The Hat Trick “Bruce’s End”

“Please,” thought Bruce Elwood, concentrating harder than he ever had in his life. Through the hat’s goggles, he could only see the toe of his daughter’s shoe, and of course–being stuck in a hat–he couldn’t move. “Pick me up, Lia. Pick up the hat!”

“Father?” The view from the goggles moved until they focused on a familiar face. Long black bangs framed her blue eyes… blue like her mother’s…

Bruce’s excitement soared. “Lia,” he thought with furious concentration. “Lia, help me!”

“Daddy?” The girl’s brow furrowed and she squinted into the goggles. As a witch, she could hear him.

The din of the other souls rose, and Bruce fought to stay free of them. He clung to the memories of Lia, of their life… of his death… anything to keep him separate from the others!

Clinging to his individualism, he directed his thoughts towards his daughter, “Lia, you have to help me. You’re in danger! The captain is going to kill you.”

“What?” Lia’s frown deepened. “I don’t even know the captain. How could he–?”

“Listen!” Bruce thought, focusing all his energy on his story. It would be so easy to slip into the void…only Lia kept Bruce going. “We were friends, Henry and I, before you were born. I lent him money to buy his commission, move to the city, but he never paid me back. We were starving, Lia, remember? I had to start stealing again. We needed the money. I went to collect and…”

“The captain killed you?” Lia cried, eyes becoming round. “He owed you money?”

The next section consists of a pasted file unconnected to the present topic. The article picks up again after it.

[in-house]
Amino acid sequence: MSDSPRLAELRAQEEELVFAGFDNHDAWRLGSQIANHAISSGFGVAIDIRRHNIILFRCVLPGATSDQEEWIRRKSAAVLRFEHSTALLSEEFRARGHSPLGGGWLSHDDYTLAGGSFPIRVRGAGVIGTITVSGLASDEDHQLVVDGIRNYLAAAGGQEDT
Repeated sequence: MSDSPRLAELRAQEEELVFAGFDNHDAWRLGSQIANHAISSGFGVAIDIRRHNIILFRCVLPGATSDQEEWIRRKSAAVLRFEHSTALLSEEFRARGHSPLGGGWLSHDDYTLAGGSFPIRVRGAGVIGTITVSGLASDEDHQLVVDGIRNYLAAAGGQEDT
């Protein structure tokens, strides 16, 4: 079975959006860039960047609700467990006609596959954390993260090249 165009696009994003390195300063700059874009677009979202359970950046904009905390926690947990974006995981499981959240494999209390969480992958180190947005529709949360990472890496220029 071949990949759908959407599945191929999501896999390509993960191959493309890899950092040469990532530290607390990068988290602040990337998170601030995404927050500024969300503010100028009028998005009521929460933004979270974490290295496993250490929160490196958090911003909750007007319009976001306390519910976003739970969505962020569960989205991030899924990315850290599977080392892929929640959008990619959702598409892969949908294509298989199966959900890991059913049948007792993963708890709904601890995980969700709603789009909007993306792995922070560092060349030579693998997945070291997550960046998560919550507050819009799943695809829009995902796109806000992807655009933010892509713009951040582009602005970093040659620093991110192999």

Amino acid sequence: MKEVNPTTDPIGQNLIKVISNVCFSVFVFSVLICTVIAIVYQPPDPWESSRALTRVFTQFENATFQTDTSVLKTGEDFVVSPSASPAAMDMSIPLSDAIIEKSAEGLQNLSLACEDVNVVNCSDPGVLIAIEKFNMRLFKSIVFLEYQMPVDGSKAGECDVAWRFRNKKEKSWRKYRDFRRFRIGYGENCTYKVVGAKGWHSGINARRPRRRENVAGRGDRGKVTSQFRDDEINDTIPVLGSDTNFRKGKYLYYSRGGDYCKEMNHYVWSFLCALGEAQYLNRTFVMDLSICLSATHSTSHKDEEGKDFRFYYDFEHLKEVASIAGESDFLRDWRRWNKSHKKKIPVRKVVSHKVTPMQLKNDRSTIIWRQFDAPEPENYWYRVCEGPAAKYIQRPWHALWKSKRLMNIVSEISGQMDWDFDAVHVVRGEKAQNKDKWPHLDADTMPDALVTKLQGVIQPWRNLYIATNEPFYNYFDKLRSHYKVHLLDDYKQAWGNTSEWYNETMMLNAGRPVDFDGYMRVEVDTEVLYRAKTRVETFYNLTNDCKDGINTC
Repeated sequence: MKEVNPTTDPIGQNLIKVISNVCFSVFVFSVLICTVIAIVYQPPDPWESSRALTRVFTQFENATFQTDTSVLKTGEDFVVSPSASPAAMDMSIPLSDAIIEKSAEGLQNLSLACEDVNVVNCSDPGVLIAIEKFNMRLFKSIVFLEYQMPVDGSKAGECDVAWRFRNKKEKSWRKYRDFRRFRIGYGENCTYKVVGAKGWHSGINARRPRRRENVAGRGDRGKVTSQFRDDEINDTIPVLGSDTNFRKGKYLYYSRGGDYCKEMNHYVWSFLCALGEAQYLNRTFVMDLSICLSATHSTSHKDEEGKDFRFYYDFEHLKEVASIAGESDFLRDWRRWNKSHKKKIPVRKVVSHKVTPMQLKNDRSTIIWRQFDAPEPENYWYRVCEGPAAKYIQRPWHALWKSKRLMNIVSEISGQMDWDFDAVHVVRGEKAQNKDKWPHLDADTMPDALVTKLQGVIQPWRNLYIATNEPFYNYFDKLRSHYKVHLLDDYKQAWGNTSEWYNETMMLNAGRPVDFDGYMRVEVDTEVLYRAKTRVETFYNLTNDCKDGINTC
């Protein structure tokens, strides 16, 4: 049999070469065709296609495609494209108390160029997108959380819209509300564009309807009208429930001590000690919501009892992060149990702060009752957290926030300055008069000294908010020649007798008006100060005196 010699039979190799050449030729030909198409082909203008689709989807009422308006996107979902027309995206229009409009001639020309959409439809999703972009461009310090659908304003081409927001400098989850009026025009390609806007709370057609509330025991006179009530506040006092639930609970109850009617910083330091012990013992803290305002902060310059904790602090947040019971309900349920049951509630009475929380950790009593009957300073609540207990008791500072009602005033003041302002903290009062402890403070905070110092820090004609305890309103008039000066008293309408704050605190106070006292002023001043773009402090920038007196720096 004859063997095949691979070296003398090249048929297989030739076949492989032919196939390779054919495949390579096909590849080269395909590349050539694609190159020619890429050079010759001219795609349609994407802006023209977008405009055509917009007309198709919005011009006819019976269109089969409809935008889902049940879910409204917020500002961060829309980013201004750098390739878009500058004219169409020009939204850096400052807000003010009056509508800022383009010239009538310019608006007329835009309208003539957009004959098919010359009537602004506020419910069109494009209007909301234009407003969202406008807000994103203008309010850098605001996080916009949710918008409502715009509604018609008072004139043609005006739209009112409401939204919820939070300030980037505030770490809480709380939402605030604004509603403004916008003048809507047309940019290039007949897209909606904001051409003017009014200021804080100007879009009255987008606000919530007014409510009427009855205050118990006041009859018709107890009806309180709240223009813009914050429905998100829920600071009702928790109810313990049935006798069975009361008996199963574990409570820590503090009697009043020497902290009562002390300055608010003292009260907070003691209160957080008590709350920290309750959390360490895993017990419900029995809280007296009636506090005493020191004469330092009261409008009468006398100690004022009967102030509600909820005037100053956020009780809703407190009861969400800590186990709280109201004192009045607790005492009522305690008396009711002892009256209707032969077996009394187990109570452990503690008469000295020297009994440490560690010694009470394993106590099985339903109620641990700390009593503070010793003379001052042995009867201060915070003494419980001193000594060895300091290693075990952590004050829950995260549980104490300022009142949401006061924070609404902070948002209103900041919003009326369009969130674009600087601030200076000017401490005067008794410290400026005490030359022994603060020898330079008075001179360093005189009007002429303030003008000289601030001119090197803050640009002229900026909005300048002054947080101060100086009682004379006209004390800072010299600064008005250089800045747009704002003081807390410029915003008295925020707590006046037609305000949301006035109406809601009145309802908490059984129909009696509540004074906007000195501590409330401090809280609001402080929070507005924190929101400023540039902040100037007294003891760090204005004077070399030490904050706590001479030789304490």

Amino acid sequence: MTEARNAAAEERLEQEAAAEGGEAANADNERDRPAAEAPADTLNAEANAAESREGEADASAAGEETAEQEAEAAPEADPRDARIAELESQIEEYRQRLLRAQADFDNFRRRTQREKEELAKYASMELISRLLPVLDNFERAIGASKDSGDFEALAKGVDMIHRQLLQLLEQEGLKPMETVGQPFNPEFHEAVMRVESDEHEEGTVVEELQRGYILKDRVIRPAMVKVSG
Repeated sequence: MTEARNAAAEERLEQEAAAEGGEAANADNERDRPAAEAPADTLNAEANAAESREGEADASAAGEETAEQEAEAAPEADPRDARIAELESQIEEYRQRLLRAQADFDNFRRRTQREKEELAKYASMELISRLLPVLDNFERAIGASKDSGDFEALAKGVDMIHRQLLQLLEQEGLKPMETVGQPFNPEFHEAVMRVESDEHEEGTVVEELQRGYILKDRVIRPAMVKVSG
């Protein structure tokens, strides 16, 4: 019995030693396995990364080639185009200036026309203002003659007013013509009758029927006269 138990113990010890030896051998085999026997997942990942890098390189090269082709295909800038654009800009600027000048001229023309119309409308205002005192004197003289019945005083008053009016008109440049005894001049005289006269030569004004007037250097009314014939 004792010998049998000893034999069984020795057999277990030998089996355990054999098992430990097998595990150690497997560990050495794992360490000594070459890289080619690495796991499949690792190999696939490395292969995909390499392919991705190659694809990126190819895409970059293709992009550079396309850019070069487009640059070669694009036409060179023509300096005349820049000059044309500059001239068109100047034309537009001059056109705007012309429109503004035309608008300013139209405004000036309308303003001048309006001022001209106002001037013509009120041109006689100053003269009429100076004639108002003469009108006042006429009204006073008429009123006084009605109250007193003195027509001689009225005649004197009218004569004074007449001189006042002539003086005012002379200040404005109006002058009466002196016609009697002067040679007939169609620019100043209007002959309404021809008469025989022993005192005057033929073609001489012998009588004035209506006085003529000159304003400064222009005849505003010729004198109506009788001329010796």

“He owes you, now.”

She blinked and shook her head. “But… what about all these people?” She pointed at the rows of bloodied patients in the med bay. “Did you do this?”

After death, it’s hard to care about the living’s fear of the eternal. Bruce hadn’t done this, had he? He just did what he had to in order to reach his daughter.

“Lia, that’s not important now. You have to get to safety.”

Lia stared into the hat’s goggles and her father’s soul, mouth hanging open in horror. “How could you? This… this is evil!”

“Lia,” Bruce fought to keep her attention and make her understand. “Lia, you have to get off this ship.”

Lia gripped the brim of the hat and magic burned beneath her hands. The tumult of the other souls increased. Bruce barely managed to hear what she said next.

Looking down the hat’s goggles, Lia growled, “You’re not my father.”

“Lia!” Bruce dissolved into the haze of souls. This was his final thought.

The gray mist faded. The white noise focused. I drank in the world through a pair of scratched goggles. I silenced the last murmur of the individual souls. Only semi-aware of their collective memories, I struggled to piece together the last few hours… days?

That crook’s daughter still held me by the brim.

“If you’re a witch,” I asked, “why haven’t you escaped?”

She started and looked down at me. So blank and naive… if I had eyes, I would have rolled them.

“What…? W-where’s my father?”

“Your father’s gone, sweetie,” I told her. “If only you’d realized that before trying to summon him from the dead and killed all these people.”

“W-what?”

“Oh, please! Don’t you realize this is all you fault? By creating me, you put everyone on this boat at risk. I didn’t want to hurt anyone, but your petty father couldn’t control himself when it was just him in the hat, and now just look at the carnage.”

“What are you? Where’s my father? He just told me the captain killed you–I mean him.”

The captain? That’s right. interesting.

Someone knocked on the infirmary door and Lia turned, her back to the open window. Between the wind and my fervent concentration, I was knocked free of her grasp and blew out and over the third deck, searching for my next host.

I landed with a thud in the sporting area. A wet nose, the fringe of a droopy ear and a panting tongue came into view of the goggles. Oh, great…

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